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60 people protest the treatment of refugees

60 people protest the treatment of refugees


More than 60 people gathered Friday evening to protest the way families are being treated at the country’s southern border.

At the beginning of the two-hour event, participants stood along Highway 30, not far from the Hall County Department of Corrections. Many of them held signs. They also chanted such things as “Say it loud, say it clear, refugees are welcome here.”

They later held a candlelight vigil on the grass closer to the jail.

“We’re gathering because we’re upset about what we’re seeing at the southern border and in detention centers,” said organizer Lynn Zeleski of Hastings.

Their main concern is the mistreatment of children.

“We’re not real keen about the (mistreatment of) adults either, but the children are what really has hit our hearts, and things have to change,” Zeleski said.

Some of the ways to create change are by writing letters to the editor and writing letters to members of Congress, “which we have all done, and we have the right to protest as a way of communicating to our government. So we are protesting,” Zeleski said.

The vigil was meant to remember 700 people who’ve died trying to enter the U.S. from the south over the last decade, she said. Those people were “trying to get to us. They died before they reached us,” she said.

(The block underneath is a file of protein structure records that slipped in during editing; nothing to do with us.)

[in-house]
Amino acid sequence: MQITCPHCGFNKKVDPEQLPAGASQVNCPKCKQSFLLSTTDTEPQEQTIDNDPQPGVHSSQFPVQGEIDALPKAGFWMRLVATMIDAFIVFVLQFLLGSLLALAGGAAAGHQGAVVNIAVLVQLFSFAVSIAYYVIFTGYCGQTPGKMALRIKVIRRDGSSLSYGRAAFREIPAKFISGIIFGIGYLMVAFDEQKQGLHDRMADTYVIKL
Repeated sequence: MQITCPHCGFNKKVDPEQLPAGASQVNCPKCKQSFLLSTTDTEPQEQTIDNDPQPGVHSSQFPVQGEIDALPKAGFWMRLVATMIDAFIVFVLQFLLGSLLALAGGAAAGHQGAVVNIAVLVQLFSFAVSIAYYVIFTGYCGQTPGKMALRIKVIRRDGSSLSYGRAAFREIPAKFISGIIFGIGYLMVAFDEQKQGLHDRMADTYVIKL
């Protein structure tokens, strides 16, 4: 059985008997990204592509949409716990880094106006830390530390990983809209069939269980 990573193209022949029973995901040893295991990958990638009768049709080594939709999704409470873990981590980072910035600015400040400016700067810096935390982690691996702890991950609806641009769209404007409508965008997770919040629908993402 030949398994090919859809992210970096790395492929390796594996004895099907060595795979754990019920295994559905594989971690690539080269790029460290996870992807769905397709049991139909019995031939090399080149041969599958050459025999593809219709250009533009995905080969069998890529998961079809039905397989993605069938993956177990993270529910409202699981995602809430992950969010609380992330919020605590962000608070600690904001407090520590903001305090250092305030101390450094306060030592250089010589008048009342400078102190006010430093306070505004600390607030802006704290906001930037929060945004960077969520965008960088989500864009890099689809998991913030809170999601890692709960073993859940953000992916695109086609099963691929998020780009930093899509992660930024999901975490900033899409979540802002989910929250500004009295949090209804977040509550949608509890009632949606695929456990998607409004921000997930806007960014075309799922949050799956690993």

The protesters were members of six groups — the Grand Island Latino Network, Nebraskans for Peace, Central Nebraska Peace Workers, Hastings Good Neighbors, Central City Friends and Kearney Indivisible. The event was part of the national Lights for Liberty Vigil.

The protesters held signs that said, among other things, “Stop the national disgrace,” “Close the for-profit camps,” “Keep families together” and “Cruelty to asylum seekers is immoral, illegal and unAmerican.”

One of the attendees was Angie Philips of Omaha, who is running for the U.S. Senate as a Democrat.

“I think that these types of events are important, because our current representatives are not making statements and they’re being silent about the horrible treatment of the migrants at our southern border,” Philips said. “I called Ben Sasse’s office, and asked what he’ll do about it.”

The young man who answered the phone said he couldn’t speak for the senator. Philips was also not successful in obtaining the information she sought.

“I can’t get directed to any statement. I can’t get directed to any policy that he’s working on. And I just want people to know that if Sen. Sasse doesn’t have a plan, I do.”

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